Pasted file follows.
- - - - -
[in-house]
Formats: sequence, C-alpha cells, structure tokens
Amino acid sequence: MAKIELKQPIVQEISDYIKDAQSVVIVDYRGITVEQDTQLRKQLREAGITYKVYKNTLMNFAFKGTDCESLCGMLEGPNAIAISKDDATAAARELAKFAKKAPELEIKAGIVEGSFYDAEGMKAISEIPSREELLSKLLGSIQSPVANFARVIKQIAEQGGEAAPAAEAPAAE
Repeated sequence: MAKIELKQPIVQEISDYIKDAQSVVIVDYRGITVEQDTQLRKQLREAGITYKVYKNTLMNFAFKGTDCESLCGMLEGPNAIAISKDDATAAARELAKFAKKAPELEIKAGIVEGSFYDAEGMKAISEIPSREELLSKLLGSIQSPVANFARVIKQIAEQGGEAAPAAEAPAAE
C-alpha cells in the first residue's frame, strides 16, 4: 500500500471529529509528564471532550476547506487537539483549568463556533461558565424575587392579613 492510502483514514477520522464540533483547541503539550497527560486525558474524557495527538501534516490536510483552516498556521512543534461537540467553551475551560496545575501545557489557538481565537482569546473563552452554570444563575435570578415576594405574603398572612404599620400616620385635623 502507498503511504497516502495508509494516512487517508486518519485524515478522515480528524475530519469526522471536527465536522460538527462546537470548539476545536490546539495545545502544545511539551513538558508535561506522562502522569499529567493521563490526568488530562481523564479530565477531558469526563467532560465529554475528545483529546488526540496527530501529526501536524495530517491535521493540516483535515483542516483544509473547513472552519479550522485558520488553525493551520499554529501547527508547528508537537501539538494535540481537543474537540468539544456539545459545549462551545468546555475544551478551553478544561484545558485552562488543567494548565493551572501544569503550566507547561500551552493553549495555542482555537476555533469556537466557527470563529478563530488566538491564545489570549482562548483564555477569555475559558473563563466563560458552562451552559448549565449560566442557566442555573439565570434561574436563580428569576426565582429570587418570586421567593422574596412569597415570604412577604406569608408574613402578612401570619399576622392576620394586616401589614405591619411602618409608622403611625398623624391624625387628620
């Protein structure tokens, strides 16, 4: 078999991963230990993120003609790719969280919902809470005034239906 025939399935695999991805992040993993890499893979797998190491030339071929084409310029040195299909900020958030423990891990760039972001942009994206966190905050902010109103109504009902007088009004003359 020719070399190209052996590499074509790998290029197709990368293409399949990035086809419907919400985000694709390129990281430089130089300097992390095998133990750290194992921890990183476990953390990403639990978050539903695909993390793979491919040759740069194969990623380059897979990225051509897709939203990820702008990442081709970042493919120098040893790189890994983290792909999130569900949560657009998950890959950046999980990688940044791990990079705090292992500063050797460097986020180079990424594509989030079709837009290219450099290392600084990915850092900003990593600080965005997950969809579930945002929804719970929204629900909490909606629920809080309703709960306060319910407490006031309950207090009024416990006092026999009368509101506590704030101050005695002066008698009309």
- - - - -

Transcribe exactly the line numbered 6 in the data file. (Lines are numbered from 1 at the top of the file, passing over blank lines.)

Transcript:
């Protein structure tokens, strides 16, 4: 078999991963230990993120003609790719969280919902809470005034239906 025939399935695999991805992040993993890499893979797998190491030339071929084409310029040195299909900020958030423990891990760039972001942009994206966190905050902010109103109504009902007088009004003359 020719070399190209052996590499074509790998290029197709990368293409399949990035086809419907919400985000694709390129990281430089130089300097992390095998133990750290194992921890990183476990953390990403639990978050539903695909993390793979491919040759740069194969990623380059897979990225051509897709939203990820702008990442081709970042493919120098040893790189890994983290792909999130569900949560657009998950890959950046999980990688940044791990990079705090292992500063050797460097986020180079990424594509989030079709837009290219450099290392600084990915850092900003990593600080965005997950969809579930945002929804719970929204629900909490909606629920809080309703709960306060319910407490006031309950207090009024416990006092026999009368509101506590704030101050005695002066008698009309």